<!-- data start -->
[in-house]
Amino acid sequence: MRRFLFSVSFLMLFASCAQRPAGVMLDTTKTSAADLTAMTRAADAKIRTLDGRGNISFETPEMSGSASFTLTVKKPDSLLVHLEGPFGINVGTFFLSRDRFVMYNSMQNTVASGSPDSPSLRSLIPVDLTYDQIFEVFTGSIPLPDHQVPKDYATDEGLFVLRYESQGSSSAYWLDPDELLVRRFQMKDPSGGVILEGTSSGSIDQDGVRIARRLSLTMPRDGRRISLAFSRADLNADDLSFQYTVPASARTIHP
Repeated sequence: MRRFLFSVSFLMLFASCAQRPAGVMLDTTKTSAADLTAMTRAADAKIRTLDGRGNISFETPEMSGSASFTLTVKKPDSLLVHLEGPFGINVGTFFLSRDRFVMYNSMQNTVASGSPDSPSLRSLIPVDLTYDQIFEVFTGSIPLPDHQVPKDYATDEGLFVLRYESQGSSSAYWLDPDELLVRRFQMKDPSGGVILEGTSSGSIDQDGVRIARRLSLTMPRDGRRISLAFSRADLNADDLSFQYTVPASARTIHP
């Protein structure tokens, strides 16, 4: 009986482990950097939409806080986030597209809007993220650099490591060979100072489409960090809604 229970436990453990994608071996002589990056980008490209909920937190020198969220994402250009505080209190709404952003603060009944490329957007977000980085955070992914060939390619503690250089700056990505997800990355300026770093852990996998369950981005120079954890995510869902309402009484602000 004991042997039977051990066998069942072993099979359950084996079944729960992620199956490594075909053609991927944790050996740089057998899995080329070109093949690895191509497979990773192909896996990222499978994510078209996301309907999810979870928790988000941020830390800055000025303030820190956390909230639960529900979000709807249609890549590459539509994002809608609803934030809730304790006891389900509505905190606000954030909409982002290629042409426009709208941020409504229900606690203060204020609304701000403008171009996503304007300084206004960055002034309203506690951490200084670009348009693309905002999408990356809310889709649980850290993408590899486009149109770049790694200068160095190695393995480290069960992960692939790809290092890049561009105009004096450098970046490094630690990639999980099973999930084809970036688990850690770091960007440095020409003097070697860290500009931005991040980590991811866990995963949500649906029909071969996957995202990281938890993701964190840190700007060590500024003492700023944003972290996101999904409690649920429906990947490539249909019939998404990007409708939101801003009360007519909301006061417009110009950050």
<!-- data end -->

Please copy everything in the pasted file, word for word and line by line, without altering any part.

[in-house]
Amino acid sequence: MRRFLFSVSFLMLFASCAQRPAGVMLDTTKTSAADLTAMTRAADAKIRTLDGRGNISFETPEMSGSASFTLTVKKPDSLLVHLEGPFGINVGTFFLSRDRFVMYNSMQNTVASGSPDSPSLRSLIPVDLTYDQIFEVFTGSIPLPDHQVPKDYATDEGLFVLRYESQGSSSAYWLDPDELLVRRFQMKDPSGGVILEGTSSGSIDQDGVRIARRLSLTMPRDGRRISLAFSRADLNADDLSFQYTVPASARTIHP
Repeated sequence: MRRFLFSVSFLMLFASCAQRPAGVMLDTTKTSAADLTAMTRAADAKIRTLDGRGNISFETPEMSGSASFTLTVKKPDSLLVHLEGPFGINVGTFFLSRDRFVMYNSMQNTVASGSPDSPSLRSLIPVDLTYDQIFEVFTGSIPLPDHQVPKDYATDEGLFVLRYESQGSSSAYWLDPDELLVRRFQMKDPSGGVILEGTSSGSIDQDGVRIARRLSLTMPRDGRRISLAFSRADLNADDLSFQYTVPASARTIHP
């Protein structure tokens, strides 16, 4: 009986482990950097939409806080986030597209809007993220650099490591060979100072489409960090809604 229970436990453990994608071996002589990056980008490209909920937190020198969220994402250009505080209190709404952003603060009944490329957007977000980085955070992914060939390619503690250089700056990505997800990355300026770093852990996998369950981005120079954890995510869902309402009484602000 004991042997039977051990066998069942072993099979359950084996079944729960992620199956490594075909053609991927944790050996740089057998899995080329070109093949690895191509497979990773192909896996990222499978994510078209996301309907999810979870928790988000941020830390800055000025303030820190956390909230639960529900979000709807249609890549590459539509994002809608609803934030809730304790006891389900509505905190606000954030909409982002290629042409426009709208941020409504229900606690203060204020609304701000403008171009996503304007300084206004960055002034309203506690951490200084670009348009693309905002999408990356809310889709649980850290993408590899486009149109770049790694200068160095190695393995480290069960992960692939790809290092890049561009105009004096450098970046490094630690990639999980099973999930084809970036688990850690770091960007440095020409003097070697860290500009931005991040980590991811866990995963949500649906029909071969996957995202990281938890993701964190840190700007060590500024003492700023944003972290996101999904409690649920429906990947490539249909019939998404990007409708939101801003009360007519909301006061417009110009950050």